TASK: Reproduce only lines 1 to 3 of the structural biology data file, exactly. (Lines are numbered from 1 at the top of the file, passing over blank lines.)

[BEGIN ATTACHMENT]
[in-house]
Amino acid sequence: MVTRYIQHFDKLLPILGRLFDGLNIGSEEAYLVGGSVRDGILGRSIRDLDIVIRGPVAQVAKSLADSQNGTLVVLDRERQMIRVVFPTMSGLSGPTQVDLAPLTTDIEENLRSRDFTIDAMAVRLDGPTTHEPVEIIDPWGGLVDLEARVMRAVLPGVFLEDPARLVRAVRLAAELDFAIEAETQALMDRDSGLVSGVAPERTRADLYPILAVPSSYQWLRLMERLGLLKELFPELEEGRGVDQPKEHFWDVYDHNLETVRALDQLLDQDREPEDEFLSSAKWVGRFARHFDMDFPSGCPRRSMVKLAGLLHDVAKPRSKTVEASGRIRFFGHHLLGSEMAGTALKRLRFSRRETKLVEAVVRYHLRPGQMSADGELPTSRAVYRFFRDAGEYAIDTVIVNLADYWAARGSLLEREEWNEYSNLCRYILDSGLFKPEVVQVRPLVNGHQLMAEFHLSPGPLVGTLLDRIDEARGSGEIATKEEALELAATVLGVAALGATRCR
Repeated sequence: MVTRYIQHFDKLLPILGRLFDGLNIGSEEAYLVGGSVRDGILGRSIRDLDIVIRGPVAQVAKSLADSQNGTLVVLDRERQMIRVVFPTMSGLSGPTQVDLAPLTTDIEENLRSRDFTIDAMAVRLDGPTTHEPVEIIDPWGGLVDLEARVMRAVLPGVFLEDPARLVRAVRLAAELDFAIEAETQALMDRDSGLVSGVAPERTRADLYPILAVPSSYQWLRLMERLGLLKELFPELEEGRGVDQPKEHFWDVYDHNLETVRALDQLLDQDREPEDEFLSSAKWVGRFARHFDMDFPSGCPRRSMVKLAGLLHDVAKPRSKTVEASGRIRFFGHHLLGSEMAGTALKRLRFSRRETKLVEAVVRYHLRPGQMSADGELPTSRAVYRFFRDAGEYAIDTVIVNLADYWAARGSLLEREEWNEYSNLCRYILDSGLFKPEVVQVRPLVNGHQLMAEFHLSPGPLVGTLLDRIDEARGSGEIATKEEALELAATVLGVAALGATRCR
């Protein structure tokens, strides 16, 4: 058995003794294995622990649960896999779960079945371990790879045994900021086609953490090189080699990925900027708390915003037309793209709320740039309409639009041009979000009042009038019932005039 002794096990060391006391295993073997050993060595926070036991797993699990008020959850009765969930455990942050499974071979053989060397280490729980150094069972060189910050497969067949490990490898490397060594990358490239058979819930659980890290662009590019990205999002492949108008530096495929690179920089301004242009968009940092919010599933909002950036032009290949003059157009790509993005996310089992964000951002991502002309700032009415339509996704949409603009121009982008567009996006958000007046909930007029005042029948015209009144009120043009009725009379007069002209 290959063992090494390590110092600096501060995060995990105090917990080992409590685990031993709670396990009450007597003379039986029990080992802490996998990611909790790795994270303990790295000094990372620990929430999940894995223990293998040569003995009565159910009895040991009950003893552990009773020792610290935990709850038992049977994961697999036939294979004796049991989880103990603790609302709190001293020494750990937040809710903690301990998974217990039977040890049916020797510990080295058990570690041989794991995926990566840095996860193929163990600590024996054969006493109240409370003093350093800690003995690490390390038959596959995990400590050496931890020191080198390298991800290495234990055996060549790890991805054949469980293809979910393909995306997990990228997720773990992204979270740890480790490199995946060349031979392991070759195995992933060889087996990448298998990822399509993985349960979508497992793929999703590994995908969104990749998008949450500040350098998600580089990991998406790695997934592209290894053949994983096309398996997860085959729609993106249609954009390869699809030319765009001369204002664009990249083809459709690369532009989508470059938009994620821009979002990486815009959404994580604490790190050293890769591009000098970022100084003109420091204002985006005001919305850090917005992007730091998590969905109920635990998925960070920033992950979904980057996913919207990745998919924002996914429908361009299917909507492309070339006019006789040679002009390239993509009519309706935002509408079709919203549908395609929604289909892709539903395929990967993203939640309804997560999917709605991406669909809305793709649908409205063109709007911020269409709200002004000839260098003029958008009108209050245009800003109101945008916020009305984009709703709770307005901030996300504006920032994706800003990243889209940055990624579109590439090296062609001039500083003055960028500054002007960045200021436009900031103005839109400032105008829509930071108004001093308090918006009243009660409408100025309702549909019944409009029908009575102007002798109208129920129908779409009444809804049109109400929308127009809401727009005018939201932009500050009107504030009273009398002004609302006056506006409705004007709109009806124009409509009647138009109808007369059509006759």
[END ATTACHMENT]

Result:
[in-house]
Amino acid sequence: MVTRYIQHFDKLLPILGRLFDGLNIGSEEAYLVGGSVRDGILGRSIRDLDIVIRGPVAQVAKSLADSQNGTLVVLDRERQMIRVVFPTMSGLSGPTQVDLAPLTTDIEENLRSRDFTIDAMAVRLDGPTTHEPVEIIDPWGGLVDLEARVMRAVLPGVFLEDPARLVRAVRLAAELDFAIEAETQALMDRDSGLVSGVAPERTRADLYPILAVPSSYQWLRLMERLGLLKELFPELEEGRGVDQPKEHFWDVYDHNLETVRALDQLLDQDREPEDEFLSSAKWVGRFARHFDMDFPSGCPRRSMVKLAGLLHDVAKPRSKTVEASGRIRFFGHHLLGSEMAGTALKRLRFSRRETKLVEAVVRYHLRPGQMSADGELPTSRAVYRFFRDAGEYAIDTVIVNLADYWAARGSLLEREEWNEYSNLCRYILDSGLFKPEVVQVRPLVNGHQLMAEFHLSPGPLVGTLLDRIDEARGSGEIATKEEALELAATVLGVAALGATRCR
Repeated sequence: MVTRYIQHFDKLLPILGRLFDGLNIGSEEAYLVGGSVRDGILGRSIRDLDIVIRGPVAQVAKSLADSQNGTLVVLDRERQMIRVVFPTMSGLSGPTQVDLAPLTTDIEENLRSRDFTIDAMAVRLDGPTTHEPVEIIDPWGGLVDLEARVMRAVLPGVFLEDPARLVRAVRLAAELDFAIEAETQALMDRDSGLVSGVAPERTRADLYPILAVPSSYQWLRLMERLGLLKELFPELEEGRGVDQPKEHFWDVYDHNLETVRALDQLLDQDREPEDEFLSSAKWVGRFARHFDMDFPSGCPRRSMVKLAGLLHDVAKPRSKTVEASGRIRFFGHHLLGSEMAGTALKRLRFSRRETKLVEAVVRYHLRPGQMSADGELPTSRAVYRFFRDAGEYAIDTVIVNLADYWAARGSLLEREEWNEYSNLCRYILDSGLFKPEVVQVRPLVNGHQLMAEFHLSPGPLVGTLLDRIDEARGSGEIATKEEALELAATVLGVAALGATRCR